While there is substantial overlap between HR data science and I/O psychology, the former tends to be heavily quantitative, whereas many aspects of the latter need not be. Both require subject matter expertise in the HR domain; however, an HR Data Scientist must exhibit quantitative skills, such as advanced statistical modeling, and technical skills related to data or software engineering on a near daily basis.

It may be somewhat confounding that a master’s degree or PhD is typically required to practice the discipline of I/O psychology. But this is not a requirement of an HR Data Scientist–a bachelor’s degree with a concentration in quantitative methods or relevant technical experience may be adequate for realizing full performance (which encompasses being able to fulfill the core responsibilities listed above).

HR Data Scientists Face Unique Data Issues and Projects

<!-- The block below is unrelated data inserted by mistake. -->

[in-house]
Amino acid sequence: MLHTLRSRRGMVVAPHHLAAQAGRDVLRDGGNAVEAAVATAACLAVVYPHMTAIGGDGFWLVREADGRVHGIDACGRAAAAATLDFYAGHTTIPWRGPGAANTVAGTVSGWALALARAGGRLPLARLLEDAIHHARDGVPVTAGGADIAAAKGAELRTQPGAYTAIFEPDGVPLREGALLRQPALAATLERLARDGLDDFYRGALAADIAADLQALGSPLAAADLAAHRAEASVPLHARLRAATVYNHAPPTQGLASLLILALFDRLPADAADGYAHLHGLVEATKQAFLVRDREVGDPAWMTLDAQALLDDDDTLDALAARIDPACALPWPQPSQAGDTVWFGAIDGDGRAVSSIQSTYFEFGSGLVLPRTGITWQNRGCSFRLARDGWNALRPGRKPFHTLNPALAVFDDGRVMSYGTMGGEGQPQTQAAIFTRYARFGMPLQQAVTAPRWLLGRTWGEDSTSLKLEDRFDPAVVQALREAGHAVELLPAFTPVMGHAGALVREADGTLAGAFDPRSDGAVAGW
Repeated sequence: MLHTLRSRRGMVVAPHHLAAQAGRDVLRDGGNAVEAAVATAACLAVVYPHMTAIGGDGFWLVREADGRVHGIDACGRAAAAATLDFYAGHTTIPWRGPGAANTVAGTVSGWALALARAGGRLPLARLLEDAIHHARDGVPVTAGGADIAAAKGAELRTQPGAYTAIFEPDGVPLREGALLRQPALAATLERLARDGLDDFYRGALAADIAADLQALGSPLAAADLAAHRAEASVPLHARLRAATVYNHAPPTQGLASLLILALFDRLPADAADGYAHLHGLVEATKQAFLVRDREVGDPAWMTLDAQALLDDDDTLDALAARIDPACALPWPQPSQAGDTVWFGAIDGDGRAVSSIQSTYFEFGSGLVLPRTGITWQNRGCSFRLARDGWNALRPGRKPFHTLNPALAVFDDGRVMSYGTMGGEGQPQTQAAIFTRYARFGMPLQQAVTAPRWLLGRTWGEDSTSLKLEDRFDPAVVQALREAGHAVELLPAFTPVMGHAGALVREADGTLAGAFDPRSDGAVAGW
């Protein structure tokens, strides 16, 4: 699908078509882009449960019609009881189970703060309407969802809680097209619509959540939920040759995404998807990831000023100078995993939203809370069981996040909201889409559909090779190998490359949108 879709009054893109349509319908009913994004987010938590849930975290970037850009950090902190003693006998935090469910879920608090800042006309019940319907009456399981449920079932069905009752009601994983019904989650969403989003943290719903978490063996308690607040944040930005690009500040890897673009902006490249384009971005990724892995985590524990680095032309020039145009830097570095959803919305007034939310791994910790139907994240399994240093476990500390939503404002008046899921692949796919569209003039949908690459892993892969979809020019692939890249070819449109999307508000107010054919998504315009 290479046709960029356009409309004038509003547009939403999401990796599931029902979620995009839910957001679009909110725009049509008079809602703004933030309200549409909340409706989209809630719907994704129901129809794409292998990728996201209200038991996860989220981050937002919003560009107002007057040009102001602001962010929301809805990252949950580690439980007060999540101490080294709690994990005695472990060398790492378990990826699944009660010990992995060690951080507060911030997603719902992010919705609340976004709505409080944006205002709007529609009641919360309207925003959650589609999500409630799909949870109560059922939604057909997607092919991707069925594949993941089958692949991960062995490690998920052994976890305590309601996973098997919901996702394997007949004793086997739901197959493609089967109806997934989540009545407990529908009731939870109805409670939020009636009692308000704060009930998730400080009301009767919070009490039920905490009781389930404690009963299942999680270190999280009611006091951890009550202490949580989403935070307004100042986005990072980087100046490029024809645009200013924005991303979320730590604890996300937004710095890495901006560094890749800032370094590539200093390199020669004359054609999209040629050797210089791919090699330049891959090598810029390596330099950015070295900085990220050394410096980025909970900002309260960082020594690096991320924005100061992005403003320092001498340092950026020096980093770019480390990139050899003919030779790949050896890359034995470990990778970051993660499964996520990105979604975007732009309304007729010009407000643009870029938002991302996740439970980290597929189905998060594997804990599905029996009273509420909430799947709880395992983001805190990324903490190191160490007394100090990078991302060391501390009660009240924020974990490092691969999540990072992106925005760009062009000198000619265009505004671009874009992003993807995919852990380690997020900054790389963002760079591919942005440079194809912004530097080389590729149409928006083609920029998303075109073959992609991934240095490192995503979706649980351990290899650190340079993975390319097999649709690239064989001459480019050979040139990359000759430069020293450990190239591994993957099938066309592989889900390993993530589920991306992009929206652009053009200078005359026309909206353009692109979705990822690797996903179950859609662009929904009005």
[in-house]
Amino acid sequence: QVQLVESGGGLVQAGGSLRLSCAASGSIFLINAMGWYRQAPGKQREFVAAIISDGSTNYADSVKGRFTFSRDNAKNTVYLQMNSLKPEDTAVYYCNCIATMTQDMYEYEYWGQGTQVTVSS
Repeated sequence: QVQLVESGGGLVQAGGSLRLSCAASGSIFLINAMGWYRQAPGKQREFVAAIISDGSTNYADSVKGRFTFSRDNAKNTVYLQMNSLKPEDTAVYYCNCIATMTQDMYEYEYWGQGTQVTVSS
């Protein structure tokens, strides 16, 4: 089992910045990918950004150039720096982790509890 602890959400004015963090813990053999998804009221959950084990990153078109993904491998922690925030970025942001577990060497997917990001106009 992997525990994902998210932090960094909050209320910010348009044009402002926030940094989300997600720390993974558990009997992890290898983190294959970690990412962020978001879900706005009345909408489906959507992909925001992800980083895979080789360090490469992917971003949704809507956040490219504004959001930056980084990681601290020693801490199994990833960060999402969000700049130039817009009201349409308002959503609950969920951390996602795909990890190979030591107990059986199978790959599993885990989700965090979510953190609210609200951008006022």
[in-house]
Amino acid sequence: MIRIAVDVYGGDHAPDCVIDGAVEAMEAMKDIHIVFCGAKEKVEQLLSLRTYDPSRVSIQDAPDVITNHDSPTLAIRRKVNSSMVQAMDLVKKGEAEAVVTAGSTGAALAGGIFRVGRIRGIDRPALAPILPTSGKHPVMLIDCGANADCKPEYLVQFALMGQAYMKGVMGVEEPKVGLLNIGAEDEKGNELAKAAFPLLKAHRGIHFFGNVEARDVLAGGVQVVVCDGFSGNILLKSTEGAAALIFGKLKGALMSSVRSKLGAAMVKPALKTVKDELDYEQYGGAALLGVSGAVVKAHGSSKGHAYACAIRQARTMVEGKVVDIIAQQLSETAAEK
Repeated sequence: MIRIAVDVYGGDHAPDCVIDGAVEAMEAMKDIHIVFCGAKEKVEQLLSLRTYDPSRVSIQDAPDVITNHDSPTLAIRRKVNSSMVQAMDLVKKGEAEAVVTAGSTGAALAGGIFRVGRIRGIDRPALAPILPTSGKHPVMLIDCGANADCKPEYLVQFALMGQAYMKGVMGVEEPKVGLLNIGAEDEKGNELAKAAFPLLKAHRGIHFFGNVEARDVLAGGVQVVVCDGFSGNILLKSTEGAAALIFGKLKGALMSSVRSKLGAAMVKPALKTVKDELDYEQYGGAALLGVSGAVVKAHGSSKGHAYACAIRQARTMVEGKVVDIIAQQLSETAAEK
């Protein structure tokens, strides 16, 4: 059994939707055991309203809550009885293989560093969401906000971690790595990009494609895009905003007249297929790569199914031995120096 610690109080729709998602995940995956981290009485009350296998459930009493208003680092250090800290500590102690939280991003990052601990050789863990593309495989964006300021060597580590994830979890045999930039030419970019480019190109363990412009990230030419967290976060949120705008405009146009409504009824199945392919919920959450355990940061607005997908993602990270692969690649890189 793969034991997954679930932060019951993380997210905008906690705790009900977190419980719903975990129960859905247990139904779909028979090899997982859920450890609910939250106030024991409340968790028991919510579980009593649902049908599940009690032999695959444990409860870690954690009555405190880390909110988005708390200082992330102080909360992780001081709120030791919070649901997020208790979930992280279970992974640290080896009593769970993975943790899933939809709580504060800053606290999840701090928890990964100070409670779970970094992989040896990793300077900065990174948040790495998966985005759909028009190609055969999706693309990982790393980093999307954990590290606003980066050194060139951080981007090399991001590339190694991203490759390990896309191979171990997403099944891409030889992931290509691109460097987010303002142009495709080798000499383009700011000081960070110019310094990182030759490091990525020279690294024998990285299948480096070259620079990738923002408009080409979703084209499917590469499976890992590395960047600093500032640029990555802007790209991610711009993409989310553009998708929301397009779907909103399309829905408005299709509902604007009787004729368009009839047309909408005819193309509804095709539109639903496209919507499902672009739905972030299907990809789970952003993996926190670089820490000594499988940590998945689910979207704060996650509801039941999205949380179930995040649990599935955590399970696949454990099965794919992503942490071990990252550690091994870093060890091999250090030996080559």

HR Data Scientists encounter a high frequency of data-related issues partially unique to the role. For example, the ability to apply so-called big data techniques to small data problems is a common necessity.

Even in large companies, HR datasets regularly pale in comparison to datasets from other areas and platforms (e.g., sales, manufacturing, etc.). Contemporary machine learning approaches may not work well (or may have to be adapted) in small sample scenarios; whereas, more traditional statistical or practical approaches may be better suited for these types of situations.

In addition, other areas may be more interested in prediction-heavy models. For example, predicting product defects prior to being shipped or forecasting a percent increase in sales in the next quarter. However, a vast number of HR data science problems are those which require elements of both prediction and inference.